1. The Bill is PROSPECTIVE only – not retroactive. This takes victims rights off the table as an issue. And while we hate to think of any future victims’ families having to face frequent parole hearings, at least this law will be something they will KNOW from the start and be able to prepare for. There will be no bait and switch. And in Texas JLWOP is still available, just not mandatory. There are many nationally who believe that all sentencing should be discretionary, since facts of criminal cases vary so widely.
However we can certainly support states wishing to consider creating the most option possible for prosecutors and judges in these cases. The key will be to give added legal protections for juveniles who are close to adult age, who are found to be culpable in extremely heinous offenses, and still allow their transfer and sentencing to the appropriate sentence, which in some rare cases we know will be natural life for those worst of the worst.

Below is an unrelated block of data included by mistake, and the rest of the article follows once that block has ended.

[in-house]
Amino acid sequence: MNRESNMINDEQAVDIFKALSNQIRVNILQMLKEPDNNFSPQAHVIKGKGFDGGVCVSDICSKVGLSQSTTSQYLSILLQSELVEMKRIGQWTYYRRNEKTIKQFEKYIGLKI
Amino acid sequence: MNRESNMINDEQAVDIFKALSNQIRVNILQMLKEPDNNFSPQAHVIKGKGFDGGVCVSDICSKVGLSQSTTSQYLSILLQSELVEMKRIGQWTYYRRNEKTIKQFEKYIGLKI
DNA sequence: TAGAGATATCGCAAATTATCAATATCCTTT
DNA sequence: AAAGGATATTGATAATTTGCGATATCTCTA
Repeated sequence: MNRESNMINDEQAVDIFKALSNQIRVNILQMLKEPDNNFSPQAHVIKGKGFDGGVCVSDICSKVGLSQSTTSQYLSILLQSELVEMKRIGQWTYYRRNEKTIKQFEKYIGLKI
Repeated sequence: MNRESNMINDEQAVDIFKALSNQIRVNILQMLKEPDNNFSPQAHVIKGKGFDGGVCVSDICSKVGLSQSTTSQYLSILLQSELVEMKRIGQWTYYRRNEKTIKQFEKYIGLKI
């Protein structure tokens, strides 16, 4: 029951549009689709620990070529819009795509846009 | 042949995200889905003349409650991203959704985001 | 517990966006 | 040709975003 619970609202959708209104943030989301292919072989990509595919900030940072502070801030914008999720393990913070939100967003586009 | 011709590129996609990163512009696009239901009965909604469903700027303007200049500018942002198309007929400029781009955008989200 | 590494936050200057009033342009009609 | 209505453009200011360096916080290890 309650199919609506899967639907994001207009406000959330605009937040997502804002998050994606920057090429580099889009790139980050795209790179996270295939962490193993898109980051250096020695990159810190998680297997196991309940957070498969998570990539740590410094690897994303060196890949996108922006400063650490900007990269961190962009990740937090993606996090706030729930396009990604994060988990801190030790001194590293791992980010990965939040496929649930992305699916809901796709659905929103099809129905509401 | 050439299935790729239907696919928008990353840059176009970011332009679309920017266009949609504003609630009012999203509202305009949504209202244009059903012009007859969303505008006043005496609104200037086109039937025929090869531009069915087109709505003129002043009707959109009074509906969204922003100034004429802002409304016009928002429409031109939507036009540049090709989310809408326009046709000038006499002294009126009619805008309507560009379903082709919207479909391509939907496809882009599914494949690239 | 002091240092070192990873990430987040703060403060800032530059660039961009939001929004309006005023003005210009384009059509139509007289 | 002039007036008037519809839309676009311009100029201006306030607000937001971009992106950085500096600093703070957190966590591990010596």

Where states decide that their laws may need to be reformed with regards to JLWOP, Texas best provides a glimpse of a model of how to do so: reform by eliminating the mandatory transfer and sentencing that takes away judicial discretion, but still allows the life sentence where appropriate. And set a “bottom age” somewhere around 15, where statistics show the numbers of cases drops dramatically. Victims families in the future should not have to suffer.
2. 16 and 17 year olds – by far the overwhelming majority nationally of JLWOP cases – remain eligible for Life Sentences
We have long been saying that we should look at the FACTS when discussing life sentences for extremely violent offenders under age 18. The facts are that the vast majority of these cases, and they are all very rare in any case, are given to 16 and 17 year olds, who in many states are fully adult by law in already. The numbers of 15 and under who receive this sentence is so incredibly small, that reasonable “bright lines”, which the law often has to draw, seem to work well at this point.